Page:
A comprehensive plan to double sewer capacity and sharply increase the water supply for the rapidly growing north end of Charles County is being submitted to the county commissioners next week for final approval.
The plan, which is required by state law and updated every two years, calls for at least doubling the capacity of the Mattawoman Waste Treatment Plant to keep pace with expected growth in the north central part of the county.
Without such an expansion, that facility would exceed its present capacity by 6.3 million gallons per day in 1990, according to the plan.
The plan recommends that the county drill wells for the area served by the Waldorf water system into a different and deeper underground river known as the Upper POatapsco Acquifer in order not to maintain reserves in the heavily used Magothey Acquifer. Most of Charles County depends on this system of underground rivers for its individual wells and community water supplies.
In the late '70s and early '80s ''there was such rapid, centralized growth; it was almost uncontrolled, it happened so quickly,'' said Nancy Ehrlich, head of planning and engineering in Maryland's water resources administration.
In the next 20 years, planners say, Charles will witness a population explosion of 38 percent, from 81,799 persons to 113,024. Most of this growth is expected to take place by 1990.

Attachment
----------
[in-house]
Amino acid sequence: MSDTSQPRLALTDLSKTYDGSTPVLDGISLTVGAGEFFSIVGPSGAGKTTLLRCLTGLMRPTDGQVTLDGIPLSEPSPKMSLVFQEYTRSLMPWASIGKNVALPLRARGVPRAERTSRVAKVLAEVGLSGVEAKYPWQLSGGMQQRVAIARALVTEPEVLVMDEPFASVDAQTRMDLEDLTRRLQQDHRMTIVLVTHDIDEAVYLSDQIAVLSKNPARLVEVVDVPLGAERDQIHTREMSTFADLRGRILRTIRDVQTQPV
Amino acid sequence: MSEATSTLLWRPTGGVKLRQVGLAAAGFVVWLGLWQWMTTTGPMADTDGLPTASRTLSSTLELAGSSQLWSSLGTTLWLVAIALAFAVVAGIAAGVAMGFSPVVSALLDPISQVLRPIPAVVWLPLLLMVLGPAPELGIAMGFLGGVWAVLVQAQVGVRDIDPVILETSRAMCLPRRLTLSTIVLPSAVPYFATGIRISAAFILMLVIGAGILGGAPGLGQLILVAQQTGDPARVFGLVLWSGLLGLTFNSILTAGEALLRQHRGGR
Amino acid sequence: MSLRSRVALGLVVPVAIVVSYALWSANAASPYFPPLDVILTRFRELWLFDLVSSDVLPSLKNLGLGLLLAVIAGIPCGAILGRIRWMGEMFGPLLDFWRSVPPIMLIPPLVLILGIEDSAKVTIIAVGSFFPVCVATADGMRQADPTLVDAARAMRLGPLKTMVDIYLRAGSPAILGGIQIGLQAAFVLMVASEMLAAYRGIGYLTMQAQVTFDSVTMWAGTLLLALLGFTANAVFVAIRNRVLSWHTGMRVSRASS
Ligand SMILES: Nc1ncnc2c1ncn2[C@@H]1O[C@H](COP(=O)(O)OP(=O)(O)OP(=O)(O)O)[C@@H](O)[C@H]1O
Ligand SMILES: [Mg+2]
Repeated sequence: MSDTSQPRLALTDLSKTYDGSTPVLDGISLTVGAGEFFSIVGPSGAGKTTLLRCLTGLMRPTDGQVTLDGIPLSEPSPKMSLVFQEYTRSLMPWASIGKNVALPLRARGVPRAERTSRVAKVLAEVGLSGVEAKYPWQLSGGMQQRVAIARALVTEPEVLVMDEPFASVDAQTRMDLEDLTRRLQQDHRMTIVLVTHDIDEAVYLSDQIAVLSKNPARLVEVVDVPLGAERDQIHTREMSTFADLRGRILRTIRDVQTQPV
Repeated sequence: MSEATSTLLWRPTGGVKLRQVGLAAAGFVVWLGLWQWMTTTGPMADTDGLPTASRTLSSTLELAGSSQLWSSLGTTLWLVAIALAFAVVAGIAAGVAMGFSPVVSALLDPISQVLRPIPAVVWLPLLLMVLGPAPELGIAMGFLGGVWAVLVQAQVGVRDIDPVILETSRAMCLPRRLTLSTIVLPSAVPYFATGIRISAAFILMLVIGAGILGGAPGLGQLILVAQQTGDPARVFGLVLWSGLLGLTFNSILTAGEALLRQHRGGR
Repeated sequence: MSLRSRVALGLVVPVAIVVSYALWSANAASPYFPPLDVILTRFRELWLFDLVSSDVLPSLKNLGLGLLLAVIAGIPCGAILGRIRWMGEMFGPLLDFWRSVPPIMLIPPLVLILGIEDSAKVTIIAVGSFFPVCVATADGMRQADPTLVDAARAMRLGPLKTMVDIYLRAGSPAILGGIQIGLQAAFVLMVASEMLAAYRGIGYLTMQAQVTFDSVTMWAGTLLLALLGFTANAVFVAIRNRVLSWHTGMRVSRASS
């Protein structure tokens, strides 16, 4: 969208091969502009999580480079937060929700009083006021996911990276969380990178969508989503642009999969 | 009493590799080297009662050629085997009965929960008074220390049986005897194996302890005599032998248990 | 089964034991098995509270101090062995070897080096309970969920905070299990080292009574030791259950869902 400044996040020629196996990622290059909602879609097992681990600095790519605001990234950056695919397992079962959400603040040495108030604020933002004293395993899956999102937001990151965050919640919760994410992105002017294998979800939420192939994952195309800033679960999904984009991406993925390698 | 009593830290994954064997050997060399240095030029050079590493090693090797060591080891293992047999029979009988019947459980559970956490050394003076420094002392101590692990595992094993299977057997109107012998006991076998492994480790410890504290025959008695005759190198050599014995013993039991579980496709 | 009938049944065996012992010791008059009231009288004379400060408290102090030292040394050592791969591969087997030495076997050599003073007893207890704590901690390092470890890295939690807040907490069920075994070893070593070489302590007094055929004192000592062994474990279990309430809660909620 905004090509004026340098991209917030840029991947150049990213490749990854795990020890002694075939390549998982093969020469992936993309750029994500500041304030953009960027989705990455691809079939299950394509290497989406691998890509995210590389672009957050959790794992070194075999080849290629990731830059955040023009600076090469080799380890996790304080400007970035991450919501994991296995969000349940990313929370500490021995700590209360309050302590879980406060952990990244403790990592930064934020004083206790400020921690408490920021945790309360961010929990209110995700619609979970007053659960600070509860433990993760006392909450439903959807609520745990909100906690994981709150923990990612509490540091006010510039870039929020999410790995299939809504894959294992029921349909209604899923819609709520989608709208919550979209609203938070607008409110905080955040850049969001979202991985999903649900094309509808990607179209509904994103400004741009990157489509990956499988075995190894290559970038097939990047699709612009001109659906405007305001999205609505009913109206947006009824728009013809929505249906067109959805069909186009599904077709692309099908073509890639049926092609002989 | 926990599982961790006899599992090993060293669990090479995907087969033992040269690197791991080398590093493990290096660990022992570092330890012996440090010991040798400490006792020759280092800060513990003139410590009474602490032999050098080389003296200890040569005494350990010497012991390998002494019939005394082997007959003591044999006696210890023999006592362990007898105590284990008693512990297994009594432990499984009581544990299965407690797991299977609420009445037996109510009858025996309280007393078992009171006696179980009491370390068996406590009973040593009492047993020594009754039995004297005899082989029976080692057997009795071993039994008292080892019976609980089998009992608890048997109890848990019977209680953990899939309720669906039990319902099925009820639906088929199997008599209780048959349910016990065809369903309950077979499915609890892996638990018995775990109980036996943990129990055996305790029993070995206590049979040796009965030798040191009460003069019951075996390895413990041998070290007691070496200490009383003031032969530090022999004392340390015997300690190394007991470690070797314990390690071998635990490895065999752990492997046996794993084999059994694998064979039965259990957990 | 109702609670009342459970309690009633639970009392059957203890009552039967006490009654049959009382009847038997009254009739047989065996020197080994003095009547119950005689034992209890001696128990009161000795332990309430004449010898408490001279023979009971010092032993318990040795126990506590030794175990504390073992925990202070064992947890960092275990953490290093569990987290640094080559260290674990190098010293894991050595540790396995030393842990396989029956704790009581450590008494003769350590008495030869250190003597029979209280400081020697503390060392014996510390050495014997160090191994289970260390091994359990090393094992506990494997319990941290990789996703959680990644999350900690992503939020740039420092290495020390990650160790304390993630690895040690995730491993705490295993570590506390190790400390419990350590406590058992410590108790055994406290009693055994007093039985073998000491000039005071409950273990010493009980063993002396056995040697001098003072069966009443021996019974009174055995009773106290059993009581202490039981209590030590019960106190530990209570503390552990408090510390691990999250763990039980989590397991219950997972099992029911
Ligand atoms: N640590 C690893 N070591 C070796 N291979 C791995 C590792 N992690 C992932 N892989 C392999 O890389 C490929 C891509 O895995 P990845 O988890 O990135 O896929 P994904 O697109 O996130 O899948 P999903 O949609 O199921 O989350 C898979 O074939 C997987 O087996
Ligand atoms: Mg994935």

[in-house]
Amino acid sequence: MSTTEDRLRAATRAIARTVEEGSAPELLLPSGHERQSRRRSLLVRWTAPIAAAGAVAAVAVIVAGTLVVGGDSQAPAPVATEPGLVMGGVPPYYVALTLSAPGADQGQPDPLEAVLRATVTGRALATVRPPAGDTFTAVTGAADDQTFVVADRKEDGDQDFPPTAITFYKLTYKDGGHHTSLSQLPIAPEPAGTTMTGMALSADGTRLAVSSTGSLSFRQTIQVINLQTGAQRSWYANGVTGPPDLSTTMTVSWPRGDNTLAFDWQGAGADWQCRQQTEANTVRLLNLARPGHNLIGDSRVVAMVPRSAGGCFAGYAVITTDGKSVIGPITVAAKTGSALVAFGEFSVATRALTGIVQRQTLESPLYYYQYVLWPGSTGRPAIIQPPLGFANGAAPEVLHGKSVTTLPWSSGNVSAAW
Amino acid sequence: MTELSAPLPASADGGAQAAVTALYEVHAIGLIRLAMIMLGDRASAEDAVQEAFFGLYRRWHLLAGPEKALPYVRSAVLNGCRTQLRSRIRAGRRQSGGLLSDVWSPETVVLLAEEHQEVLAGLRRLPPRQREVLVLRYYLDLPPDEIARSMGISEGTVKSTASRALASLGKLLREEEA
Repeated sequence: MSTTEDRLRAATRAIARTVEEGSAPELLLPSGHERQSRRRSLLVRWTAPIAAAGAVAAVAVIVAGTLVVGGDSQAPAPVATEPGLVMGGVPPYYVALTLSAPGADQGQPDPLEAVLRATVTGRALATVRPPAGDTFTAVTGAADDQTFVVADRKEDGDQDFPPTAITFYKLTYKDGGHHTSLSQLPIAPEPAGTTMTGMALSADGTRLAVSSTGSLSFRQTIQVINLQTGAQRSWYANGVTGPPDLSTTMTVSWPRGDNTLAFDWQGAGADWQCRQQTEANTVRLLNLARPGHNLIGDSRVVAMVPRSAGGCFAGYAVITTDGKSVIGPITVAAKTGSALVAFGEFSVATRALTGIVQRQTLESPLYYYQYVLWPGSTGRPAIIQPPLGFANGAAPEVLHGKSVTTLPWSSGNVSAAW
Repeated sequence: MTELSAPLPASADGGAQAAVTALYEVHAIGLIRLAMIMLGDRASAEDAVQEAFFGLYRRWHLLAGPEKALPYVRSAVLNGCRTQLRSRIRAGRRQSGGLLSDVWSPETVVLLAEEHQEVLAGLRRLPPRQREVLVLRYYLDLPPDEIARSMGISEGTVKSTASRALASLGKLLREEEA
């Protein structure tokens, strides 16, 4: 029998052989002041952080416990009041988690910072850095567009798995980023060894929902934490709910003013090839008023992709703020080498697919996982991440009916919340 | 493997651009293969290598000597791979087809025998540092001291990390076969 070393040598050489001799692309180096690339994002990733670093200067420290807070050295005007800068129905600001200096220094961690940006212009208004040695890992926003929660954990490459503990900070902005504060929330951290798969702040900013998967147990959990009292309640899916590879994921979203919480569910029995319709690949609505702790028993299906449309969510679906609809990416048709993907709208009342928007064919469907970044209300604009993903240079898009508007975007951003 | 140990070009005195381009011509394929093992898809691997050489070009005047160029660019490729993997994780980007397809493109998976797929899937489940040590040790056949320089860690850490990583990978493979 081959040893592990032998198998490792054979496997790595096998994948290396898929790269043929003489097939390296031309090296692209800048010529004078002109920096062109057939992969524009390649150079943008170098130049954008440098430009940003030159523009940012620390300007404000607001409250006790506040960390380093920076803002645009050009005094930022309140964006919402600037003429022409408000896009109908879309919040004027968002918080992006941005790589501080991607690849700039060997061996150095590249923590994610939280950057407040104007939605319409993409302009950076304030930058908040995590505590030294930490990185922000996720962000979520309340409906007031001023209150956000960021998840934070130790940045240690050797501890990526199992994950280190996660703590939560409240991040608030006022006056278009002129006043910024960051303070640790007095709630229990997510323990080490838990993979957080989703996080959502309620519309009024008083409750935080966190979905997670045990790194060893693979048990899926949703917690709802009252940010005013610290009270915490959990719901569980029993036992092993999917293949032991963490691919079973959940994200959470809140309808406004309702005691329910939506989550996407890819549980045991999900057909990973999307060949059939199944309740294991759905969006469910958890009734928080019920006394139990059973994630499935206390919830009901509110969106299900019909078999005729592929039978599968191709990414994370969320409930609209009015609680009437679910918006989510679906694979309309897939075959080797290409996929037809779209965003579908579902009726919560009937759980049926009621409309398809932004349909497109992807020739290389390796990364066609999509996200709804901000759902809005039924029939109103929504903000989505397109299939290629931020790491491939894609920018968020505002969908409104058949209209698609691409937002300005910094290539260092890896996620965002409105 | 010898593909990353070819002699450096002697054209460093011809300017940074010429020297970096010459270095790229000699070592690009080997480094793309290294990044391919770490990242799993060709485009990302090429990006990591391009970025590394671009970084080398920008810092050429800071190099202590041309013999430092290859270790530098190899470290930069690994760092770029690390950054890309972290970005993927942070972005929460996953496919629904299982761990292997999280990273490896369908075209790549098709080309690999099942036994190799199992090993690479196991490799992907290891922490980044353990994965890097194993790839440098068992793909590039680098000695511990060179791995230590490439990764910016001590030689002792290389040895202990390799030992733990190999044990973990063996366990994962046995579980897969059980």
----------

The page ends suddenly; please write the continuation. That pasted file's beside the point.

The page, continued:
Much of the recent and predicted growth centers along the Rte. 301 corridor in the Waldorf, St. Charles and La Plata areas and in the Indian Head area along Rte. 201 to the west, said Andrew Paszkowski, planning engineer with Nassaux-Hemsley consultant group in Chambersburg. Pa., which was paid $40,000 to produce the water and sewer plan.
According to the plan, St. Charles, a sprawling 12-square-mile housing development outside of Waldorf that opened its first units in 1968, will account for 57,189 people or 52.3 percent of the county's total population by 1990.
Roy E. Hancock, director of public works, said the plan calls for one or two more deep water wells a year for the Waldorf area system, in addition to the one already drilled in the Upper Patapsco Acquifer, each at a cost of about $300,000.
Also, the plan recommends tapping into the Washington Suburban Sanitary Commission's water supply within the next three years as the county's quickest and most cost-efficient way of increasing that resource.
Discussions among officials from the WSSC and Charles and Prince Georges' counties about such a hookup have been going on since last February, Hancock said.
Like much of Southern Maryland, Charles County has soil conditions unsuitable for septic systems in 50 percent of the county, although for many residents this method of waste disposal had been the traditional route, Hancock said.
The long-range plan says areas such as Cobb Island -- where a high rate of failed septic systems has plagued residents for years -- must be addressed, as must be communities with contaminated individual wells.
Hancock said mound systems and on-site spraying are among disposal options under consideration for areas such as Cobb Island.